A spate of campaigns have been launched in opposition to animal cruelty in Oxford, one from an academic within the university and another from a charity attacking the university’s ethical stance.
Professor Andrew Linzey, Director of the Oxford Centre for Animal Ethics, has called for the establishment of an international court that would “judge cases of animal cruelty and specifically assess the culpability of governments”.
The proposals come in the same week that the Anti-Vivisection Coalition (AVC) launched a campaign to stop public funding to an Oxford University lab that experiments on monkeys. Luke Steele, head of AVC, explained the campaign: “University of Oxford inflicts severe suffering on primates in experiments, sawing open their skulls and implanting electrodes into their brains. This cruelty is subsidised by the very public who oppose its conduction. We call for change to reflect the exodus away from monkey testing taking place in other countries.”
Much like Prof. Linzey’s proposal, the AVC hope to persuade the government of their case.
Prof. Linzey’s proposal, however, implicitly criticises the relatively narrow scope of the ANC campaign: “Although animal protection is obviously a matter of global concern, animal protectionists have sometimes been slow in recognizing this fact and have contented themselves with working on an issue-by-issue, country-by-country basis. But what this approach neglects is the need for international strategies to tackle what are global problems.”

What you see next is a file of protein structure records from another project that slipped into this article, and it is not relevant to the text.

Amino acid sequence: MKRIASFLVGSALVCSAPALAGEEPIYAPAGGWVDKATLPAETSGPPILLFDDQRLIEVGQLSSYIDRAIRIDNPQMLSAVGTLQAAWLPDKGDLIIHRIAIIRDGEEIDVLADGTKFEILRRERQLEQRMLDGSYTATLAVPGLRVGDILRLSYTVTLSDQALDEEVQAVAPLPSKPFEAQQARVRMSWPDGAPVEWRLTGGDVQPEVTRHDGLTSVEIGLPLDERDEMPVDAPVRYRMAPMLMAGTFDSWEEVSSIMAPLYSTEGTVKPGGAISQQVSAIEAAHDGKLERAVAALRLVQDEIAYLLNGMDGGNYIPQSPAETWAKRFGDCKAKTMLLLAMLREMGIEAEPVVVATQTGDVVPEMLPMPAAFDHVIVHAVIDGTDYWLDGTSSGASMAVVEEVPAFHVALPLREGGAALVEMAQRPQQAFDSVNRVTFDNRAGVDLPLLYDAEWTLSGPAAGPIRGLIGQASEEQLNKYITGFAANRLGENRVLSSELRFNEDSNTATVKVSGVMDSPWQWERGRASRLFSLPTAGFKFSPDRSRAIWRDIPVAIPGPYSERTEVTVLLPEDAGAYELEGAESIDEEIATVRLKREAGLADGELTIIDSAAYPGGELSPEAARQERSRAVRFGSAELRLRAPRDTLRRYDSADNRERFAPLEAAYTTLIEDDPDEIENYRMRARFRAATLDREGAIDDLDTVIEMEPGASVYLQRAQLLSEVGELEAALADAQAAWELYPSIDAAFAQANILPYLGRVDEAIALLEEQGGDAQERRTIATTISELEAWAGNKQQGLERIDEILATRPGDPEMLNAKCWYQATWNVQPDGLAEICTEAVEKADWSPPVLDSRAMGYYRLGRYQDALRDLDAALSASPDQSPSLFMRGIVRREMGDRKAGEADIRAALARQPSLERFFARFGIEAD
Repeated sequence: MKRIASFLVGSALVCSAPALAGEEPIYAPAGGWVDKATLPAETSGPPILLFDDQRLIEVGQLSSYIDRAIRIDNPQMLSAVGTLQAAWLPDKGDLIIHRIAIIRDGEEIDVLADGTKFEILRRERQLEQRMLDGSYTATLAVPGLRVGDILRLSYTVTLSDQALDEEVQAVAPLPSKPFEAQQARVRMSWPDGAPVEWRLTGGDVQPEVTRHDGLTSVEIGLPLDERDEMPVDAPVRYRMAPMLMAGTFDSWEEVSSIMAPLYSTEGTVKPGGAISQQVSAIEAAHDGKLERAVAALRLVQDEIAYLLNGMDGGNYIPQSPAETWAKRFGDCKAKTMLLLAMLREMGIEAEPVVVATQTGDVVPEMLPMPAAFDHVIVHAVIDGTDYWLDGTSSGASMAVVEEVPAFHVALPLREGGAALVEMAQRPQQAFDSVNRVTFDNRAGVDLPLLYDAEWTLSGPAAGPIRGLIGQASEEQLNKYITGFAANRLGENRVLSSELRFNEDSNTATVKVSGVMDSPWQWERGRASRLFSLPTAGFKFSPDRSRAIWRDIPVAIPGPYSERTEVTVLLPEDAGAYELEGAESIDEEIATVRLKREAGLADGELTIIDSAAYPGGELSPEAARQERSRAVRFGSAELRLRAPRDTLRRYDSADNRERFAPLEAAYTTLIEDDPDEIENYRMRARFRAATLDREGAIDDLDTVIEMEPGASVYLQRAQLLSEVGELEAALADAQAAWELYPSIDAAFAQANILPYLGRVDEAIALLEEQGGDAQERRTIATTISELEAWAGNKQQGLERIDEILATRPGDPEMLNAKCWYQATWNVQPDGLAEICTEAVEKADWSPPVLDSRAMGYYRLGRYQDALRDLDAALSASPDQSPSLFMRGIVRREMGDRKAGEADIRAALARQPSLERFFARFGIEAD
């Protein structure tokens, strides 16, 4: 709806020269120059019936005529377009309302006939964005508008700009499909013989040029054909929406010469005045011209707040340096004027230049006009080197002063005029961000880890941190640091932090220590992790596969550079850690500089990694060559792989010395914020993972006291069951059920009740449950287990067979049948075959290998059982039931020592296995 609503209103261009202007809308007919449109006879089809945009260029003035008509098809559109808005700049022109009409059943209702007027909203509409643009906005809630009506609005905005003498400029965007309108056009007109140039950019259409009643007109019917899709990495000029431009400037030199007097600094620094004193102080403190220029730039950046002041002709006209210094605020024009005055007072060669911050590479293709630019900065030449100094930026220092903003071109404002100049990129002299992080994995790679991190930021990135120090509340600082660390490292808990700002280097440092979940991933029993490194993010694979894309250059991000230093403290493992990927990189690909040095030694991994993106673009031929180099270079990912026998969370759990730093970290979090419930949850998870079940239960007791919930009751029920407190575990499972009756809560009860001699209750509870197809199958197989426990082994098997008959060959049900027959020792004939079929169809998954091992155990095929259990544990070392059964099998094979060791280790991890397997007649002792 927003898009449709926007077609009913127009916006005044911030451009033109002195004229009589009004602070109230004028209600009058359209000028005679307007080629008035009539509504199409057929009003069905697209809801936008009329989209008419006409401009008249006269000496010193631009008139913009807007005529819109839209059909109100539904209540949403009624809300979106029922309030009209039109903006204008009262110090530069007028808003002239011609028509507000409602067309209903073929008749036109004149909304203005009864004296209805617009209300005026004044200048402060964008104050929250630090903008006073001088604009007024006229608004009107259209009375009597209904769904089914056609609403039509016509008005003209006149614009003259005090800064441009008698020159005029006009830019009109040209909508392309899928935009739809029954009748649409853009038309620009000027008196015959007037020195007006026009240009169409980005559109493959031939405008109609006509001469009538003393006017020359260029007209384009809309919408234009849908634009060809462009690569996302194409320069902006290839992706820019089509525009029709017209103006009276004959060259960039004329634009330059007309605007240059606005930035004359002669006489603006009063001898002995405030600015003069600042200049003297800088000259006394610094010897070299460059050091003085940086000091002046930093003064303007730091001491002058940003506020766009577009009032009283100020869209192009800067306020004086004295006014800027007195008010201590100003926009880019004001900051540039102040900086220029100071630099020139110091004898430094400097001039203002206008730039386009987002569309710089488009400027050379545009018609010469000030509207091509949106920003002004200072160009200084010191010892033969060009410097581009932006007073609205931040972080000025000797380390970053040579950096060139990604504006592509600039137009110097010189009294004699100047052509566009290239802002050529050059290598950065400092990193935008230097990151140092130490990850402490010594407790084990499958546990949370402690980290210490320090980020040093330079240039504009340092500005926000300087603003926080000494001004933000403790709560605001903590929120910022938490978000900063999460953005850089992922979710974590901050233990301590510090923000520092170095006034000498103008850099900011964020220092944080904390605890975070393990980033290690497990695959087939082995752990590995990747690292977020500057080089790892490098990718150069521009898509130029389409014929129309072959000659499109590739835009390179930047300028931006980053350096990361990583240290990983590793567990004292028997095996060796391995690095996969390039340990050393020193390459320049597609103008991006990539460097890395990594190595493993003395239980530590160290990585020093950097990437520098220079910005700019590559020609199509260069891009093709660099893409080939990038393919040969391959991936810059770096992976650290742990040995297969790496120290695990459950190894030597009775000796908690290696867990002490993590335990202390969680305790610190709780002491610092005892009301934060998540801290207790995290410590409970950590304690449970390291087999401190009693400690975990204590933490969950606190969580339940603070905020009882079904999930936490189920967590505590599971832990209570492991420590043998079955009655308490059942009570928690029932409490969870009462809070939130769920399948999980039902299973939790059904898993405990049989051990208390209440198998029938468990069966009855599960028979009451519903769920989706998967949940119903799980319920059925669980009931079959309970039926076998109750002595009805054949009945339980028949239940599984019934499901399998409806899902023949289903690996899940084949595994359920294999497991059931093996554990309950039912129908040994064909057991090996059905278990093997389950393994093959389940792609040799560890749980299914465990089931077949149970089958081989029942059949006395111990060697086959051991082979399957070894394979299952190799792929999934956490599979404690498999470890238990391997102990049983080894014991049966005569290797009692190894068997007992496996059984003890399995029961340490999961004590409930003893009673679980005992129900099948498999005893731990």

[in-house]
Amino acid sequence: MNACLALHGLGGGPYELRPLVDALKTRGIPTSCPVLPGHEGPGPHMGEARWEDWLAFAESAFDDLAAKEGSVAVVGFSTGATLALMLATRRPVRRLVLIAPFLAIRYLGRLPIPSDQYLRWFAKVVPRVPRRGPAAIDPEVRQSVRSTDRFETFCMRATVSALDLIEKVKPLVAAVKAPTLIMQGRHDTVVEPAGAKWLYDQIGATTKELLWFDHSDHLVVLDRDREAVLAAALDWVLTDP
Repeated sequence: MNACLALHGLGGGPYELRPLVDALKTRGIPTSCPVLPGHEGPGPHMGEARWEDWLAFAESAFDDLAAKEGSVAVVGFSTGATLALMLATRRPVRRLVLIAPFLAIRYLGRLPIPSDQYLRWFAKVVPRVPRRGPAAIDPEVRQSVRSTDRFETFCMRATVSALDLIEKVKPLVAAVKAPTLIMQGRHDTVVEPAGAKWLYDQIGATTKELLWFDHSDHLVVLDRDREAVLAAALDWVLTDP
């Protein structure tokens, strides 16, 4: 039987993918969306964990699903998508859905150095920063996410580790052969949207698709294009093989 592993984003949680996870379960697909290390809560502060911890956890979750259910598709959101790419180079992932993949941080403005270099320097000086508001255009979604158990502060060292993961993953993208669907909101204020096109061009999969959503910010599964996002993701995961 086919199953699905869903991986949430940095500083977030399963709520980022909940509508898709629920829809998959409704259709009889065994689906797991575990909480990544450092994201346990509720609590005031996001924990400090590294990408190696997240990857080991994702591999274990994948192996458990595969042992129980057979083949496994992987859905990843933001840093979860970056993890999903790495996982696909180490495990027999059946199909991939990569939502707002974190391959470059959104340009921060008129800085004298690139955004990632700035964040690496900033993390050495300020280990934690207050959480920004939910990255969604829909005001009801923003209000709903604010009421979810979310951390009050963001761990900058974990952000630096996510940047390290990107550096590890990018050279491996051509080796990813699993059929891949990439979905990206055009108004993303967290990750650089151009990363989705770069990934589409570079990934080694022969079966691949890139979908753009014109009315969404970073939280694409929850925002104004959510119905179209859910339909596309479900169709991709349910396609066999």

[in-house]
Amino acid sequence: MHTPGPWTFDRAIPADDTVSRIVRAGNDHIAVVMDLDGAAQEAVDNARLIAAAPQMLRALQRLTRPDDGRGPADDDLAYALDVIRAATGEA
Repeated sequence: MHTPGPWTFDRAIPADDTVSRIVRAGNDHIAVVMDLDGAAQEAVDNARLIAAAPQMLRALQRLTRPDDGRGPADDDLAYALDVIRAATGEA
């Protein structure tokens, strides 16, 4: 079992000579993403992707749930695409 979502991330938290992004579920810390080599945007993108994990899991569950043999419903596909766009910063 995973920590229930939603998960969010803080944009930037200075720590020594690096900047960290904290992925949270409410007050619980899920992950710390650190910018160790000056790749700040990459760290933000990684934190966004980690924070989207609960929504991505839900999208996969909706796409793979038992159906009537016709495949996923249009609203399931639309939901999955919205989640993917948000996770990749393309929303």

Luke Steele, however, expressed his support for Prof. Linzey’s proposal: “AVC wholly supports the founding of an international court to judge animal cruelty cases. In primate laboratories, such as those at Oxford, traditionalism is prevalent and legislative enforcement would force animal experimenters to abandon outdated testing methods.”
A spokesperson for Voice for Ethical Research Oxford (VERO) came out in support of the AVC campaign and similarly chided Oxford’s conservatism: “in the universities, resistance to change is strongest, even though the UK law has been urging and promoting the switch to alternatives since 1986. Oxford University used and killed about 200,000 animals in experiments in 2012 – an astonishing increase of over 25% on the previous year, which it didn’t voluntarily make known. It signed a formal promise a year or two ago to be more ‘open’ about it, but VERO has been keenly awaiting any sign since then that the promise was a serious and honourable one.”
Statistics from Oxford University reveal that of the 200,000 animals used in 2012, 98% of research was conducted on rodents and the rest on fish, frogs, ferrets, and primates. In all, 29 primates were held of research. Richard Beck, a third year engineer at Somerville, said; “As long as it isn’t needlessly cruel I don’t see the problem. If the research being done is necessary and well-regulated then why not test on animals?”
Noah Viner, a second year linguist at Trinity, said: “A lot of the protestors claims are unfounded and overblown. Whilst we should avoid being needlessly cruel the research being conducted on primates is relatively minor and not as severe as AVC’s claims would have the public believe.”
The AVC petition has received almost 3,000 signatures on change.org, but will need a further 7,000 before it can be read in parliament. The AVC campaign has been timed to start exactly ten years after the high-profile 2004 public defeat of the University of Cambridge’s plans to construct a similar primate laboratory.